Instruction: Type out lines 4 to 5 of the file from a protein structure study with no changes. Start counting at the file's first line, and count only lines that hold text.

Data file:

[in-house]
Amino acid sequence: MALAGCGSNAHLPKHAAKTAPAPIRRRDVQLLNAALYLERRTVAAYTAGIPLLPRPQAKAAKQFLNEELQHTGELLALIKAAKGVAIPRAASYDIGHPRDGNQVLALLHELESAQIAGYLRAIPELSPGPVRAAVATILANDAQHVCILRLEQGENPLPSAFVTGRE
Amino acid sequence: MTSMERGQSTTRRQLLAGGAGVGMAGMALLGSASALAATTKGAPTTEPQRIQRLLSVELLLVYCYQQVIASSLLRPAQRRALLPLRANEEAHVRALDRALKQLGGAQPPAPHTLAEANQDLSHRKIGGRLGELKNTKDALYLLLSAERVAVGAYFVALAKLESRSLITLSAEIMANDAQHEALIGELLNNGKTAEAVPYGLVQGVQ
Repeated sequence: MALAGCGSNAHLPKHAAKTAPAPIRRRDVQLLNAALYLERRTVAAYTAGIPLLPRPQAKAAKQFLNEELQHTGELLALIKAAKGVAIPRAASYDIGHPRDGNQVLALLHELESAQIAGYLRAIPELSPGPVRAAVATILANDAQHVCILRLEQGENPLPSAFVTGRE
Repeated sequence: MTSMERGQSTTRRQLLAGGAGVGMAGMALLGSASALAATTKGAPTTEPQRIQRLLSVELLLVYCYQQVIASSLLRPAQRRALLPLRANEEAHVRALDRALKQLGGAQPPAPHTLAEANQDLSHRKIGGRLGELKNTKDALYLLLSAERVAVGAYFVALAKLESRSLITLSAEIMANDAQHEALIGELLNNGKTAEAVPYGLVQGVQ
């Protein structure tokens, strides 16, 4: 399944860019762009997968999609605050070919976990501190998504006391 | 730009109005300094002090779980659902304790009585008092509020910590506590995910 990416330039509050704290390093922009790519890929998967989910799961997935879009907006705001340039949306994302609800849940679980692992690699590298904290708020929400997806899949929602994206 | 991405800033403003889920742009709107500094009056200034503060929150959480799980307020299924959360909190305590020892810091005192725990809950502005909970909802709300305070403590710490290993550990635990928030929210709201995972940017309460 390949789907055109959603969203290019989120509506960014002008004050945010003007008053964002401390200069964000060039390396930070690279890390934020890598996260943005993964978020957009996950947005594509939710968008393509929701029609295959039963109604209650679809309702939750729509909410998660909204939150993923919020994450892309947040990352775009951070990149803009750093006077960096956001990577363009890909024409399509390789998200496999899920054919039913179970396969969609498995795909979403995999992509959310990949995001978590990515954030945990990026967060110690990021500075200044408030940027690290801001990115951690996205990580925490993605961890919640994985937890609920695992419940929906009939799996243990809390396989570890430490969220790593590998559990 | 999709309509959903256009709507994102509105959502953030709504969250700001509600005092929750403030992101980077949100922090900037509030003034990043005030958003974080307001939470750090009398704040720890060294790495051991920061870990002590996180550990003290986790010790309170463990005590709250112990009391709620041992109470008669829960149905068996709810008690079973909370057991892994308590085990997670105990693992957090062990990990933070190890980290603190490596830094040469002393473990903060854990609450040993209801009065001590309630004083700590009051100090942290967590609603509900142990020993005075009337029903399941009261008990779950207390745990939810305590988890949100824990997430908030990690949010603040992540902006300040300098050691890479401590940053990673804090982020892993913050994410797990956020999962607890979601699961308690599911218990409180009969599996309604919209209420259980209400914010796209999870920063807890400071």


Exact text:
Repeated sequence: MALAGCGSNAHLPKHAAKTAPAPIRRRDVQLLNAALYLERRTVAAYTAGIPLLPRPQAKAAKQFLNEELQHTGELLALIKAAKGVAIPRAASYDIGHPRDGNQVLALLHELESAQIAGYLRAIPELSPGPVRAAVATILANDAQHVCILRLEQGENPLPSAFVTGRE
Repeated sequence: MTSMERGQSTTRRQLLAGGAGVGMAGMALLGSASALAATTKGAPTTEPQRIQRLLSVELLLVYCYQQVIASSLLRPAQRRALLPLRANEEAHVRALDRALKQLGGAQPPAPHTLAEANQDLSHRKIGGRLGELKNTKDALYLLLSAERVAVGAYFVALAKLESRSLITLSAEIMANDAQHEALIGELLNNGKTAEAVPYGLVQGVQ